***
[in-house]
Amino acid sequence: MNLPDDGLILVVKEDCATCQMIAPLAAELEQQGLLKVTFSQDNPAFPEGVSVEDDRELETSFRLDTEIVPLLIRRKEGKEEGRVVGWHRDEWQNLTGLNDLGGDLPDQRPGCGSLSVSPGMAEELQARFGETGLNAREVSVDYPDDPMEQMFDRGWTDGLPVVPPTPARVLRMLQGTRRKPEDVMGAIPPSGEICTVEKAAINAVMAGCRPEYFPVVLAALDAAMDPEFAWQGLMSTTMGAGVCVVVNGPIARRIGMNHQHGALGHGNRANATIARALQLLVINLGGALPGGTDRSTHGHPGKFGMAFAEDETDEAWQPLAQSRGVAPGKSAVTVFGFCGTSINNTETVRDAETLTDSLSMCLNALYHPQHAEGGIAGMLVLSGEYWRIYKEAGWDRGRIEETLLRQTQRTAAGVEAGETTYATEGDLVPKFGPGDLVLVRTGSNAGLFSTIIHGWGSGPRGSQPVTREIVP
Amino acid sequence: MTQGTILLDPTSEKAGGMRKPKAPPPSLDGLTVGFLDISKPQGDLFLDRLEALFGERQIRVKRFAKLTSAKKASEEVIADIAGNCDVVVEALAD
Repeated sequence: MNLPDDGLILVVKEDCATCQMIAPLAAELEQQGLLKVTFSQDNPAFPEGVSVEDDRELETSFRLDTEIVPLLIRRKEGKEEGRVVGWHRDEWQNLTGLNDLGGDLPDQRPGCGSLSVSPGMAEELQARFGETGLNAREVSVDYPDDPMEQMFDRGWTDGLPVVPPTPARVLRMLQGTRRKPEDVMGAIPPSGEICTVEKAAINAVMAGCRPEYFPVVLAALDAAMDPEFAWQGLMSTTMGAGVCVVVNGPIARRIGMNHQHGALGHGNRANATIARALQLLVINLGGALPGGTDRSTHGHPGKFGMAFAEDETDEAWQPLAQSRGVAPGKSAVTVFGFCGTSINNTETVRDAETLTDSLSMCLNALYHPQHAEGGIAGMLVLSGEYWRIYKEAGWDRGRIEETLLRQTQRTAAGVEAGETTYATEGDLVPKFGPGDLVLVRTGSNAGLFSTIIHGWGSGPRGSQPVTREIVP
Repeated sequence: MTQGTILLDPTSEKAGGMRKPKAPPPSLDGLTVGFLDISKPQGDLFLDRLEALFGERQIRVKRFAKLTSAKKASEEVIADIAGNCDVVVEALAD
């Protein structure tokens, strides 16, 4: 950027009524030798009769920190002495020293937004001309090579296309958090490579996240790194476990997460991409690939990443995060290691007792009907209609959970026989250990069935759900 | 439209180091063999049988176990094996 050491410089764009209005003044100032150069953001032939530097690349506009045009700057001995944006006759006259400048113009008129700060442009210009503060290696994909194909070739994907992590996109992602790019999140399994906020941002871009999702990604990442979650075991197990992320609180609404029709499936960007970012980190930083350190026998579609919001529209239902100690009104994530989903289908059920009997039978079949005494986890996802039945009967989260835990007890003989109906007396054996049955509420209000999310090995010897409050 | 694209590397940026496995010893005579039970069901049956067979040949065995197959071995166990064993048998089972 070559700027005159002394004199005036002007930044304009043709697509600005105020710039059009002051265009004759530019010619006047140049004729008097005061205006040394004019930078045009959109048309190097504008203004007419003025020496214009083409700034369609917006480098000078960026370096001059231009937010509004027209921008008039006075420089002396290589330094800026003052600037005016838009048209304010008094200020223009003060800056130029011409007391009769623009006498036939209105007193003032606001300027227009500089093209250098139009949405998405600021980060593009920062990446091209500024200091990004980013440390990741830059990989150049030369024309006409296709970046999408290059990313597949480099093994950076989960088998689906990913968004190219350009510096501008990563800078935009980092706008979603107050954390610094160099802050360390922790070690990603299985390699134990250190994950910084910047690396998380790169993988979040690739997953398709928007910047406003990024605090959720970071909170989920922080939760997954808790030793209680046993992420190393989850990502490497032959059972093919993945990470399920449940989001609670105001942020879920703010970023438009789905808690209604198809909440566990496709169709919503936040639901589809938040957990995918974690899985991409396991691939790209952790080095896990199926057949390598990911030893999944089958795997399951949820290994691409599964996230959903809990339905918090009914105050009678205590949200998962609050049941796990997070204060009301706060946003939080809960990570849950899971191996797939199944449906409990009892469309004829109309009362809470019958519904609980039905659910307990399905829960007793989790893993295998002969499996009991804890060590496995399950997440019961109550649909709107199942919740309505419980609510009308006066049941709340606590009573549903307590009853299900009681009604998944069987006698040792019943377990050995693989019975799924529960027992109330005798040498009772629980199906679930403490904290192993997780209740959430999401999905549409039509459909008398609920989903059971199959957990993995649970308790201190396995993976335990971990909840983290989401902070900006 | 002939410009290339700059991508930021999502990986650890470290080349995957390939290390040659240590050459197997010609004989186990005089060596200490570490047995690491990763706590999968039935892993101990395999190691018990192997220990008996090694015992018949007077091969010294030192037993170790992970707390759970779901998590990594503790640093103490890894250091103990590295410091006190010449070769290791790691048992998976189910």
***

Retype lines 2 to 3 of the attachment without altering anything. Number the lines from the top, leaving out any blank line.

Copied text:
Amino acid sequence: MNLPDDGLILVVKEDCATCQMIAPLAAELEQQGLLKVTFSQDNPAFPEGVSVEDDRELETSFRLDTEIVPLLIRRKEGKEEGRVVGWHRDEWQNLTGLNDLGGDLPDQRPGCGSLSVSPGMAEELQARFGETGLNAREVSVDYPDDPMEQMFDRGWTDGLPVVPPTPARVLRMLQGTRRKPEDVMGAIPPSGEICTVEKAAINAVMAGCRPEYFPVVLAALDAAMDPEFAWQGLMSTTMGAGVCVVVNGPIARRIGMNHQHGALGHGNRANATIARALQLLVINLGGALPGGTDRSTHGHPGKFGMAFAEDETDEAWQPLAQSRGVAPGKSAVTVFGFCGTSINNTETVRDAETLTDSLSMCLNALYHPQHAEGGIAGMLVLSGEYWRIYKEAGWDRGRIEETLLRQTQRTAAGVEAGETTYATEGDLVPKFGPGDLVLVRTGSNAGLFSTIIHGWGSGPRGSQPVTREIVP
Amino acid sequence: MTQGTILLDPTSEKAGGMRKPKAPPPSLDGLTVGFLDISKPQGDLFLDRLEALFGERQIRVKRFAKLTSAKKASEEVIADIAGNCDVVVEALAD